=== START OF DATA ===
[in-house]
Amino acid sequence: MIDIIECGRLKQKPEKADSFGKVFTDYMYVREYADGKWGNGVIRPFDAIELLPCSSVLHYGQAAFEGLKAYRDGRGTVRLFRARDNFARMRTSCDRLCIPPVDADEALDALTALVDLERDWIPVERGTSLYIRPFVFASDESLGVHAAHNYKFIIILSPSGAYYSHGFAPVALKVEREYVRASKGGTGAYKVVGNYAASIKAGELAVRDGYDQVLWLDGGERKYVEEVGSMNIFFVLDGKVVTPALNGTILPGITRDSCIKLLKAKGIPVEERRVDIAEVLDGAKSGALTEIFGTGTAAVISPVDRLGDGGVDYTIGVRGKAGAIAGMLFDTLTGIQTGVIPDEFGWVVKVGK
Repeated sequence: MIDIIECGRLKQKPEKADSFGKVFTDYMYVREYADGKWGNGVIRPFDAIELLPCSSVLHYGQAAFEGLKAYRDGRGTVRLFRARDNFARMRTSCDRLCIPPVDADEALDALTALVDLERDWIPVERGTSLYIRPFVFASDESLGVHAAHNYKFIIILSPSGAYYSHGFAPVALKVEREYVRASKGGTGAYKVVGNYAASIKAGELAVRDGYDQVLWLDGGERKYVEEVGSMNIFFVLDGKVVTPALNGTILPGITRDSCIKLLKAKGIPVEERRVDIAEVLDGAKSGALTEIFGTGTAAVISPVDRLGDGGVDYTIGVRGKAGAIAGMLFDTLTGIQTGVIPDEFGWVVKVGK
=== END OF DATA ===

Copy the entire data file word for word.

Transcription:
[in-house]
Amino acid sequence: MIDIIECGRLKQKPEKADSFGKVFTDYMYVREYADGKWGNGVIRPFDAIELLPCSSVLHYGQAAFEGLKAYRDGRGTVRLFRARDNFARMRTSCDRLCIPPVDADEALDALTALVDLERDWIPVERGTSLYIRPFVFASDESLGVHAAHNYKFIIILSPSGAYYSHGFAPVALKVEREYVRASKGGTGAYKVVGNYAASIKAGELAVRDGYDQVLWLDGGERKYVEEVGSMNIFFVLDGKVVTPALNGTILPGITRDSCIKLLKAKGIPVEERRVDIAEVLDGAKSGALTEIFGTGTAAVISPVDRLGDGGVDYTIGVRGKAGAIAGMLFDTLTGIQTGVIPDEFGWVVKVGK
Repeated sequence: MIDIIECGRLKQKPEKADSFGKVFTDYMYVREYADGKWGNGVIRPFDAIELLPCSSVLHYGQAAFEGLKAYRDGRGTVRLFRARDNFARMRTSCDRLCIPPVDADEALDALTALVDLERDWIPVERGTSLYIRPFVFASDESLGVHAAHNYKFIIILSPSGAYYSHGFAPVALKVEREYVRASKGGTGAYKVVGNYAASIKAGELAVRDGYDQVLWLDGGERKYVEEVGSMNIFFVLDGKVVTPALNGTILPGITRDSCIKLLKAKGIPVEERRVDIAEVLDGAKSGALTEIFGTGTAAVISPVDRLGDGGVDYTIGVRGKAGAIAGMLFDTLTGIQTGVIPDEFGWVVKVGK